'All hell broke loose'

Knox: He was the NFL's first black regular quarterback, which didn't mean a thing to me. However, he was the first quarterback that I developed, which did. I really liked James Harris. It was obvious he had the ability and had never gotten the chance.

Phil Olsen, then a D-lineman like his brother, Merlin, and now a motivational speaker: The color of his skin might have been a big deal in Buffalo, but, with the Rams, we truly did not care. Man, he could play. Cam Newton is the closest comparison I can think of. Plus, Shack had a way about him, this quiet charisma that worked really well on a team with a lot of stars.

Lawrence McCutcheon, then the Rams' five-time Pro Bowl running back, now a national scout for the Rams: It's true, the relations between black and white players on the Rams were good. As black men, we took a certain pride in the fact that our starting quarterback was an African-American, but we were a fairly cohesive team. With Chuck Knox, it was about who was going to help you win games.

On Oct. 20, 1974, in his first game as a starter for the Rams, Harris threw for three touchdowns and ran for another in a 37-14 rout of the 49ers. He would go on to lead the NFC in passer rating (85.1) and make his only Pro Bowl as the Rams won seven of their last nine games. They also beat the Redskins in the first round, setting up the Dec. 29 NFC Championship Game at Minnesota.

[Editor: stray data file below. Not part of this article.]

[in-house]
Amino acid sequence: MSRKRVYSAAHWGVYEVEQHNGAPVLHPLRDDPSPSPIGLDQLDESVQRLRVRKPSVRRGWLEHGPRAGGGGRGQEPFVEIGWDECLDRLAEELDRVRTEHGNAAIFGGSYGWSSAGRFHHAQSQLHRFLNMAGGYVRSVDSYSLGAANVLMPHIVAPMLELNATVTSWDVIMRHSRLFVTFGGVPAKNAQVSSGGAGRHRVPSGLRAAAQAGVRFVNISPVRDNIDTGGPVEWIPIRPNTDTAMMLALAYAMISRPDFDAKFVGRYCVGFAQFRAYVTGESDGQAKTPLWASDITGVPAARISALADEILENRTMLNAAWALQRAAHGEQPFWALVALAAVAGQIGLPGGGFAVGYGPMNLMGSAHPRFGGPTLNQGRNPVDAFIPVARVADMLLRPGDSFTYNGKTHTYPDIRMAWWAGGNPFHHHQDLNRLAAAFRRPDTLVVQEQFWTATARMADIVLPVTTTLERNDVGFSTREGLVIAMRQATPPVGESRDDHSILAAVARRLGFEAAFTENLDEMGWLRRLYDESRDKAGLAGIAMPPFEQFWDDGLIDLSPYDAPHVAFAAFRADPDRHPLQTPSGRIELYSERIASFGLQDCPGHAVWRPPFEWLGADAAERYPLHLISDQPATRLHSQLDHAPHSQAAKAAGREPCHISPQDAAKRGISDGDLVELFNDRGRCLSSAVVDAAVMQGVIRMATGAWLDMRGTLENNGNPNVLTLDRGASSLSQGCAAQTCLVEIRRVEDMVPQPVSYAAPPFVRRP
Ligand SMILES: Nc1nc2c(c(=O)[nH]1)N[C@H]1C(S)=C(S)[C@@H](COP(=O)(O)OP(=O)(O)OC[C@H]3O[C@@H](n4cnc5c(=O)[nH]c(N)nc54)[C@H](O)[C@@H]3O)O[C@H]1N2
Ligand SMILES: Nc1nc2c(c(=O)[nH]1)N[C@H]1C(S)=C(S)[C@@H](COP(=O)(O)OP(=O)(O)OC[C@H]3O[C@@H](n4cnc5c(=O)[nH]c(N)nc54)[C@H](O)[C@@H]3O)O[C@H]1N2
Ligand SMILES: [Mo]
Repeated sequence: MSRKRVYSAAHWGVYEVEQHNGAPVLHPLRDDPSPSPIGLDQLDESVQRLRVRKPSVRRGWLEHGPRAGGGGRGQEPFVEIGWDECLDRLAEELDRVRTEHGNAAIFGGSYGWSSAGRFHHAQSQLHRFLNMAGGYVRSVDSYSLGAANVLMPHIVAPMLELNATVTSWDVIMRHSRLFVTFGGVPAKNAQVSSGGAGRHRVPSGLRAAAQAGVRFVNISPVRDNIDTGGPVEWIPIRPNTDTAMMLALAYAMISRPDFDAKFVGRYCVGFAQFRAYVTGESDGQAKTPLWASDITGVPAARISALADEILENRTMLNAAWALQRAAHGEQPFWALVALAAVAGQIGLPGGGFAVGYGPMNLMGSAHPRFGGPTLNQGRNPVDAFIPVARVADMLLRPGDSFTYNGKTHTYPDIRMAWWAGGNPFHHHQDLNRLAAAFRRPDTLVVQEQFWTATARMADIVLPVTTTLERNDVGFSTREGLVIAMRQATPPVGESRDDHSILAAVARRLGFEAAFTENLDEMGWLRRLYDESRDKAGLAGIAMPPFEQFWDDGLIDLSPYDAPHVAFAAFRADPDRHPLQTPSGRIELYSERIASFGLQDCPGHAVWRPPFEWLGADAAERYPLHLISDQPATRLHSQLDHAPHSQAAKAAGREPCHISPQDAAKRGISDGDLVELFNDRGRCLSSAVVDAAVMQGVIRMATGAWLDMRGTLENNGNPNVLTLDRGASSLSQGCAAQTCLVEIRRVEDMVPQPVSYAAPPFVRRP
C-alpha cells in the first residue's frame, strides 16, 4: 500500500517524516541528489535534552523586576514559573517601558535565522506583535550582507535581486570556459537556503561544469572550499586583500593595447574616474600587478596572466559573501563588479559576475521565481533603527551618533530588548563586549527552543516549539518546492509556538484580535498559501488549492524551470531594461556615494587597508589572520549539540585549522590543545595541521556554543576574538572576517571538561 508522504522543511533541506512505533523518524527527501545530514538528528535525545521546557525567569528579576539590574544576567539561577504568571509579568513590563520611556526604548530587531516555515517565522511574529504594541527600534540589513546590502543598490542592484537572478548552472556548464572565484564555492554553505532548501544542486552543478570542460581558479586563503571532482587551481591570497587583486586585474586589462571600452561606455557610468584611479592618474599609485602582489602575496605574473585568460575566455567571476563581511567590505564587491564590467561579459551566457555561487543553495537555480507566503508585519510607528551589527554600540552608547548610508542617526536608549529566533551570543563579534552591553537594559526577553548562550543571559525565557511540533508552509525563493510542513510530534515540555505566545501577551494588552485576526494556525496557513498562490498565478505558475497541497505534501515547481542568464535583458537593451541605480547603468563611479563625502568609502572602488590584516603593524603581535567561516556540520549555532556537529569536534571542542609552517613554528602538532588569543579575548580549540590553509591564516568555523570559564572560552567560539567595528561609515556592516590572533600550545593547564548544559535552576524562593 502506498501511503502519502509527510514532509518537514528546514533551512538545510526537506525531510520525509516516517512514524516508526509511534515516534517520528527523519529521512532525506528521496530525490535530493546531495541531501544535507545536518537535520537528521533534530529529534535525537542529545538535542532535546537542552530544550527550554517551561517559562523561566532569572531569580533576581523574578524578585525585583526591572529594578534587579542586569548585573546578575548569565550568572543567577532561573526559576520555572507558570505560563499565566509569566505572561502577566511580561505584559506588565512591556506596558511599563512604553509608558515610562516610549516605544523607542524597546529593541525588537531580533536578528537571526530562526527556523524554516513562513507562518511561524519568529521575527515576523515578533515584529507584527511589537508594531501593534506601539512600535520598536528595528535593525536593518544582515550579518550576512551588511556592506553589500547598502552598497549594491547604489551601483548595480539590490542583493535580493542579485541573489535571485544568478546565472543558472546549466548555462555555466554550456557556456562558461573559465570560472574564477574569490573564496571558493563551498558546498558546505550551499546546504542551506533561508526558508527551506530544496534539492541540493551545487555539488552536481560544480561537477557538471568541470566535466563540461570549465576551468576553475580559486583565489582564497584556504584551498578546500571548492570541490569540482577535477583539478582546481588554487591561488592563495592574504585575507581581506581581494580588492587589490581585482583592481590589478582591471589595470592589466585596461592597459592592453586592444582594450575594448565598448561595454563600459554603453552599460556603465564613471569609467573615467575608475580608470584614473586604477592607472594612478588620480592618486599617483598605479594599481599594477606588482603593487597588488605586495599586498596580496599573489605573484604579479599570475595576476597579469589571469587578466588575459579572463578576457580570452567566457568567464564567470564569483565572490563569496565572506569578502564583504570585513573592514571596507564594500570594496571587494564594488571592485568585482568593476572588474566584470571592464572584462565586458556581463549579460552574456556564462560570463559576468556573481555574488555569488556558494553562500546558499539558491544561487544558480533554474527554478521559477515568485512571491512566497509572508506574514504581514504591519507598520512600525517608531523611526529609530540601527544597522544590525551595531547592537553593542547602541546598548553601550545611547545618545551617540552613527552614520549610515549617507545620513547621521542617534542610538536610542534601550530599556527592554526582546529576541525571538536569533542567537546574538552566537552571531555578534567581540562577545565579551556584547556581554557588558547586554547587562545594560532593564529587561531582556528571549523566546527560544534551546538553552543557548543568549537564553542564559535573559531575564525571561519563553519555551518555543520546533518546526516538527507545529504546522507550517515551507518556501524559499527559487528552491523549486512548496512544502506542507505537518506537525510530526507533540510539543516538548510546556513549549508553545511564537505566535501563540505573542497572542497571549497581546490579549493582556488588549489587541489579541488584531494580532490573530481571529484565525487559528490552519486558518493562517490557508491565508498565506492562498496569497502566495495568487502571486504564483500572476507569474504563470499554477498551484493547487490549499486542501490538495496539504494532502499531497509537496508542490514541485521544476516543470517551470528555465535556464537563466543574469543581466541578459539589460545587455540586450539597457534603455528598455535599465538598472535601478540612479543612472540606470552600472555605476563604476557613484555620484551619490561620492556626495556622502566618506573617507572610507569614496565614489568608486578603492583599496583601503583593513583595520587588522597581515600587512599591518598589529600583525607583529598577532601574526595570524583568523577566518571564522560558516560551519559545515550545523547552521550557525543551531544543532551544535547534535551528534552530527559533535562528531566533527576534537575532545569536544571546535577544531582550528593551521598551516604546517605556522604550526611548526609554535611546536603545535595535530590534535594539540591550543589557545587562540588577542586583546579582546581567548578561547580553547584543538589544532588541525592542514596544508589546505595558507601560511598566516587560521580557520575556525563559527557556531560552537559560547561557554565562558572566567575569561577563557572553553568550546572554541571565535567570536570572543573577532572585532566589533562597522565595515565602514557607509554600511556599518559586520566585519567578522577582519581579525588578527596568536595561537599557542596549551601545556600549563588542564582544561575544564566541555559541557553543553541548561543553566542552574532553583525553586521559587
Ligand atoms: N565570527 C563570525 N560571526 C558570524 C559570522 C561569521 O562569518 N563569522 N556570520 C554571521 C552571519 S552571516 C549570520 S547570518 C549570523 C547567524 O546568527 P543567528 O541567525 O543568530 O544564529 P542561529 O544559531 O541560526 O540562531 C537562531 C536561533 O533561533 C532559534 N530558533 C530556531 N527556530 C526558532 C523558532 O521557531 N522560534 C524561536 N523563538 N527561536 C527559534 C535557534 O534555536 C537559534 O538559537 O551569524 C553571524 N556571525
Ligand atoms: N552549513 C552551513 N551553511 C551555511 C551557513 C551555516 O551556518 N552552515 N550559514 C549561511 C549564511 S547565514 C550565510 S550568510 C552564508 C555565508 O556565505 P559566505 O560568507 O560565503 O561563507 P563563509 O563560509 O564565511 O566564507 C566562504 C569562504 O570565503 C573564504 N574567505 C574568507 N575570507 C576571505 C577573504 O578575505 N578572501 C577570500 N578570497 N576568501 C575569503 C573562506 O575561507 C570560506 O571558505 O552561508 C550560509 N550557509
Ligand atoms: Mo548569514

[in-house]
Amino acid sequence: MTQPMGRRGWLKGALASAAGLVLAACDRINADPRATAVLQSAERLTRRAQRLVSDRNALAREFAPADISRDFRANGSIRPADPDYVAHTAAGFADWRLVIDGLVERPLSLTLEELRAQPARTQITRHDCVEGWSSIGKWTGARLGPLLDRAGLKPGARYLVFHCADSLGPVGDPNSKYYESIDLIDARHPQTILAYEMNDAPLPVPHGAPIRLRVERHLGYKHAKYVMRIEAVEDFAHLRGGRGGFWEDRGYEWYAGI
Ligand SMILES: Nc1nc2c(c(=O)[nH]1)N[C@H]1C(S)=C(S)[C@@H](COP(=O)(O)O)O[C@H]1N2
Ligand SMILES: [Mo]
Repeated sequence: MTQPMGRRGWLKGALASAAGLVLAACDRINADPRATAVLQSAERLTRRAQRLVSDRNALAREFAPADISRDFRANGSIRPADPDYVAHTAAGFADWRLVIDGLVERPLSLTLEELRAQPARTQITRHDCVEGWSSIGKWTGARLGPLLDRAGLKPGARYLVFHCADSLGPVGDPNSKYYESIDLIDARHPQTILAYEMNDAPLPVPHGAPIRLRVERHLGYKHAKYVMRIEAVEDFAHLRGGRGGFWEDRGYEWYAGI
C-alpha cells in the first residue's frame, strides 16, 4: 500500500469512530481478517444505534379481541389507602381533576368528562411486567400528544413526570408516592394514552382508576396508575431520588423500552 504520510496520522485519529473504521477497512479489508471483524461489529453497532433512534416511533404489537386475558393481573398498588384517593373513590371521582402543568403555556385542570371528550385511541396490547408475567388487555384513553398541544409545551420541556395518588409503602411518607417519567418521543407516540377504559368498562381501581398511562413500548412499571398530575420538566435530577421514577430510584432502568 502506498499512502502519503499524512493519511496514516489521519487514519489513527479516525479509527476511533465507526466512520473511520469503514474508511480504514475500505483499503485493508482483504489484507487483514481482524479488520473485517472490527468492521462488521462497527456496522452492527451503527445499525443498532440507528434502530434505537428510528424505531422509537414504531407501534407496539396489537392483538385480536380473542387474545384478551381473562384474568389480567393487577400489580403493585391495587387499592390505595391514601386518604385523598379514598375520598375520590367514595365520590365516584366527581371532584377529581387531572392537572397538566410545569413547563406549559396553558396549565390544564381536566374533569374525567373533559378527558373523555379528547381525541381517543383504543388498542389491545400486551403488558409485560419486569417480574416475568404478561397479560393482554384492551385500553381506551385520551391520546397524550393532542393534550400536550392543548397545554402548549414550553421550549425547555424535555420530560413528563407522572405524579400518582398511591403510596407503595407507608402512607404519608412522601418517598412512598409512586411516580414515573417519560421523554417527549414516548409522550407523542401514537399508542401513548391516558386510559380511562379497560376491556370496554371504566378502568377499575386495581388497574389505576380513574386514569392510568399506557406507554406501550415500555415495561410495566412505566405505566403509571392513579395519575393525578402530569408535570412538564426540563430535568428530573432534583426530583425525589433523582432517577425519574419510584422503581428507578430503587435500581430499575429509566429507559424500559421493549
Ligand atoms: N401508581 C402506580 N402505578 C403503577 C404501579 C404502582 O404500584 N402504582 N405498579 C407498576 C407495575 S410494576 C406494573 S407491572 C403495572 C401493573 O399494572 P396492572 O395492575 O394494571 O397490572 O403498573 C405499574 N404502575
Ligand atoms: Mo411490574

Tom Mack, then the Rams' future Hall of Fame left guard, now retired from the construction business in Henderson, Nev.: Late in the game [down 14-10], Shack is scrambling all over the place, which he usually didn't do, and he threw the ball to Harold Jackson at the 5. Tommy Bell, the official, looks to [right guard] Joe Scibelli and me and says, "I think that's the best play I've ever seen a quarterback make."

Knox: It's second and goal from the six-inch line. I call a quarterback sneak. Harris is big enough to get in by just falling over the goal line. [Minnesota defensive tackle] Alan Page anticipates and jumps offside, but the umpire says that Tom Mack has drawn Page offsides. Now we're back at the 5-yard, six-inch line. We run John Cappelletti a couple of yards, and then try a surprise pass. The ball is tipped, then intercepted, and the ball game is blown.

Mack: We come off the field, and Chuck is yelling at me for jumping offsides, and I scream back, 'I didn't do anything!' I bet him the game check I didn't do anything, and you know what? The game film backed me up. But I never did get the money.

Harris: I still go to sleep thinking about that game. I'm trying to figure out a way to win it.

Knox: Instead of blaming the ref, or even Mack, the fans and some media had the audacity to blame [Harris] for that call. Blamed it on what they thought was his sometimes-offbeat signal cadence. Can you imagine that? Maybe by then fans had realized that James Harris really was our starting quarterback, and was going to be our starting quarterback until he lost his job. Since they didn't like him, they had to find something against him. And that's how it started.

Actually, the hate mail had already started. And it kept piling up even as Harris went 11-2 as a starter in the 1975 season. Although the color of his skin intrigued some people -- "Will James Harris Be The First _____ To Play Quarterback In The Super Bowl?" asked the October 1975 Sport magazine cover -- it also infuriated bigots.

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